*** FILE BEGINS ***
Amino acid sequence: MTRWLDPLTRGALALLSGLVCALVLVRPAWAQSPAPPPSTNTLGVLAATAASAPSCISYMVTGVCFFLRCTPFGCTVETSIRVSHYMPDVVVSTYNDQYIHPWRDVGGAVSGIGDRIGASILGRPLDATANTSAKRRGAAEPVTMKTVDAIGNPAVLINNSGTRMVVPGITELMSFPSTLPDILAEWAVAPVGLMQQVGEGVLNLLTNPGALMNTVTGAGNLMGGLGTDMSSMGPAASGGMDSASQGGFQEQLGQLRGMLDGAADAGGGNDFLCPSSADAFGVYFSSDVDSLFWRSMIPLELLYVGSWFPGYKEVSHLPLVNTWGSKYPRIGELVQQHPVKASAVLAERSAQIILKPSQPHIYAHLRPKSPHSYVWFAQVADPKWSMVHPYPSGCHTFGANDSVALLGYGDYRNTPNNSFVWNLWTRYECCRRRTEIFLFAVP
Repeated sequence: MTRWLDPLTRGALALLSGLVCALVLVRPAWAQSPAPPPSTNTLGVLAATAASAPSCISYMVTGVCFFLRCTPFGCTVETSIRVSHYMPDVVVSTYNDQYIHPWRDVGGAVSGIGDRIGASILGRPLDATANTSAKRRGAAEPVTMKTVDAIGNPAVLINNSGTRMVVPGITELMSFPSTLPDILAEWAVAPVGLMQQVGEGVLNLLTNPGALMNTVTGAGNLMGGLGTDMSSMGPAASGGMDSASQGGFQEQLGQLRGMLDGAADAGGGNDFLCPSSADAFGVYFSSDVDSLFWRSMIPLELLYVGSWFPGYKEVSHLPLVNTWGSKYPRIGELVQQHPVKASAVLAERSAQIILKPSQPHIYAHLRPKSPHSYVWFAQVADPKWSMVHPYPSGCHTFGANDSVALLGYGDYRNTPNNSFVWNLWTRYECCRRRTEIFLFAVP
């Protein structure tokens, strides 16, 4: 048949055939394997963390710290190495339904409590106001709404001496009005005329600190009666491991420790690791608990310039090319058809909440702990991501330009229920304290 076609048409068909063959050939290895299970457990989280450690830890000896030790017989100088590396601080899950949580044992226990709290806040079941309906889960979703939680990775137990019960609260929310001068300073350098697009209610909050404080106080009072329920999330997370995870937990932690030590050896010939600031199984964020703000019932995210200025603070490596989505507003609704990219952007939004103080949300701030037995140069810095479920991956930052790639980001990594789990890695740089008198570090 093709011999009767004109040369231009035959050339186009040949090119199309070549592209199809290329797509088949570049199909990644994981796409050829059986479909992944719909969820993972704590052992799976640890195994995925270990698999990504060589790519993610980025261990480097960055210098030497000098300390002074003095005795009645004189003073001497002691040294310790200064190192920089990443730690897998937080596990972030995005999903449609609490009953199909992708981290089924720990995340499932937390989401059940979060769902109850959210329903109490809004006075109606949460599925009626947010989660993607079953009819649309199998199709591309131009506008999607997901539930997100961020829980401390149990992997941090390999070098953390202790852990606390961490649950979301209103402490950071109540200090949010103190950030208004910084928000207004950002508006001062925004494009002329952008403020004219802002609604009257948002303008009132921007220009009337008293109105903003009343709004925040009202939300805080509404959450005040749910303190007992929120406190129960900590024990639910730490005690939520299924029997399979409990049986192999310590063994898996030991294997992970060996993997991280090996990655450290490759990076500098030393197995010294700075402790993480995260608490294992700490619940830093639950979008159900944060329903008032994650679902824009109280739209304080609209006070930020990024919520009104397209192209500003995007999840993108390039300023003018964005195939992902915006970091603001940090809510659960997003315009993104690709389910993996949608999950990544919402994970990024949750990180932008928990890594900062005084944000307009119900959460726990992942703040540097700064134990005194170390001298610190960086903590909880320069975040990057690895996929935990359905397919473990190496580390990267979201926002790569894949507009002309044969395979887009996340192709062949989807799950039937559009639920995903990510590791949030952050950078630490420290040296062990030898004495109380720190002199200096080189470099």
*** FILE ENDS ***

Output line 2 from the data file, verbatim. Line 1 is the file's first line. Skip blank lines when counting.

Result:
Repeated sequence: MTRWLDPLTRGALALLSGLVCALVLVRPAWAQSPAPPPSTNTLGVLAATAASAPSCISYMVTGVCFFLRCTPFGCTVETSIRVSHYMPDVVVSTYNDQYIHPWRDVGGAVSGIGDRIGASILGRPLDATANTSAKRRGAAEPVTMKTVDAIGNPAVLINNSGTRMVVPGITELMSFPSTLPDILAEWAVAPVGLMQQVGEGVLNLLTNPGALMNTVTGAGNLMGGLGTDMSSMGPAASGGMDSASQGGFQEQLGQLRGMLDGAADAGGGNDFLCPSSADAFGVYFSSDVDSLFWRSMIPLELLYVGSWFPGYKEVSHLPLVNTWGSKYPRIGELVQQHPVKASAVLAERSAQIILKPSQPHIYAHLRPKSPHSYVWFAQVADPKWSMVHPYPSGCHTFGANDSVALLGYGDYRNTPNNSFVWNLWTRYECCRRRTEIFLFAVP